Saturday, 1 January 2011

Climate Change Controversy Position at the end of 2010

As I See It…………………


There seems to be general acceptance of fact that the average temperature of the world is indeed increasing. The hard evidence is there: melting glaciers, shrinking ice cover at the North and South poles.

However, there appears to be an increasing doubt among the public that man-made CO2 is or is likely to be the main cause of this increase in world temperatures and therefore climate change, and that the prediction by scientists that we are heading for a disaster is either untrue or is greatly exaggerated.

A typical example is the following summary of the opinion poll carried out by the BBC in 2009 and repeated in 2010.

Question: Do you think that the Earth’s climate is changing?

2009 / 2010

YES: 85% / 75%

NO: 15% / 25%

NET: YES 60% / 50%

There has been a drop of 10% in people believing that climate change is taking place.

Now, in 2010, only half the population believes the climate is changing.

Of the 'was 85% now 75%' who believe the climate is changing:

Question: Which of these three statements is nearest the truth?
  1. It is an established scientific fact that the climate change is largely man‐made.“This statement is nearest the truth” 2009 50% 2010 34% DOWN 16% OR
  2. Climate change is largely man‐made but this has not yet been conclusively proved. This statement is nearest the truth” 2009 39% 2010 50% UP 11% OR
  3. Man‐made climate change is environmentalist propaganda for which there is little or no real evidence. “This statement is nearest the truth” 2009 9% 2010 14% UP 5%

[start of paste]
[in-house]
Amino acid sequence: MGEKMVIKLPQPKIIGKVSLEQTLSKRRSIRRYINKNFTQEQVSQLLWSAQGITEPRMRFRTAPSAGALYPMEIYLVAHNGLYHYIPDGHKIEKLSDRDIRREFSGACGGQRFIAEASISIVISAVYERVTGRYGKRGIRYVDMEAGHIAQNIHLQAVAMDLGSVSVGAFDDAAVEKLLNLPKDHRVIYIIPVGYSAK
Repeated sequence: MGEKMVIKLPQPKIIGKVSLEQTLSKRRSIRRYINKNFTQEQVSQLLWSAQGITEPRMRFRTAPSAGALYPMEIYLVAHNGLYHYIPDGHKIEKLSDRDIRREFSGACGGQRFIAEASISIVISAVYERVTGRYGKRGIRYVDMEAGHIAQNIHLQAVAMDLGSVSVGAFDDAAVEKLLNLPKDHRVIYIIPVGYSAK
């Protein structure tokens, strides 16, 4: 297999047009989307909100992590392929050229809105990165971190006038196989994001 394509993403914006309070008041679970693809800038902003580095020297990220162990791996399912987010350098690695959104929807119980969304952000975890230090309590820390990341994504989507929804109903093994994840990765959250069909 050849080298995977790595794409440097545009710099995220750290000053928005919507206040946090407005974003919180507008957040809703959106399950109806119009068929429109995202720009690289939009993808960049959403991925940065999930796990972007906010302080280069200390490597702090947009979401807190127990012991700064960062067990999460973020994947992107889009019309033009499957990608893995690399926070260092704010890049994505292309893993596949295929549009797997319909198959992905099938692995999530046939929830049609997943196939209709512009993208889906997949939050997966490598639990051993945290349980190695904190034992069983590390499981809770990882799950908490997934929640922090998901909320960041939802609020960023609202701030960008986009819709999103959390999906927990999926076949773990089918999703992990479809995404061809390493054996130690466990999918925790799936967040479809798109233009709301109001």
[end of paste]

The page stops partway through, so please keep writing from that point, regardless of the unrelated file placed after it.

The changes in the opinions between the two years reveal the public’s growing skepticism of the environmentalists’ case. Now, in 2010, less than half the public believe that it is a proven fact that man-made CO2 is causing climate change.


The arguments of those scientists who oppose the environmentalists’ “man-made CO2 is to blame”, the Skeptics, can be summarized as follows:
  • The admitted changes in measured temperatures are part of the natural cycle
  • There is no conclusive evidence that climate change is happening
  • Even if part of these the changes are human induced, the scale is not sufficiently large to make substantial cuts in greenhouse gas emissions necessary
  • The economic impact of making substantial cuts in greenhouse gas emissions on the scale suggested by the IPCC is certain to cause hardship; such steps are unjustified and unnecessary.
  • The dire predictions of global warming rely on computer models based on unproven assumed values of the large number of variables those models entail.
  • Those models don't include the highly relevant variations in the Sun’s output.
  • Over the last 100 years atmospheric CO2 has risen by a third, but the average world temperature has risen by only 0.75ºC.
  • Historically, the human race has benefited from, not been harmed by, global warm periods
As stated above, public opinion appears to be swinging towards the skeptics’ case and away from the IPPC environmentalists’ case.


In November/December 2010, there was a 12 day Summit Conference in Cancun, Mexico. Nearly 200 countries took part. The aim was to make progress on several issues in the hope of re-instilling faith in the IPCC’s recommendations. The principle objective was for all counties to enter into legal and binding treaties to reduce their CO2 emissions to a specified annual output by the year 2020 so that global warming is kept to less than 2ºC above pre-industrial (1950) levels.

The outcome was a general agreement, but NOT the adoption of legal and binding treaties, to achieve the objective cuts. It has been said that one of the reasons that the results hoped for by the environmentalists was not achieved was the recognition by the delegates of the public’s increasing doubt of the need for drastic measures to be adopted.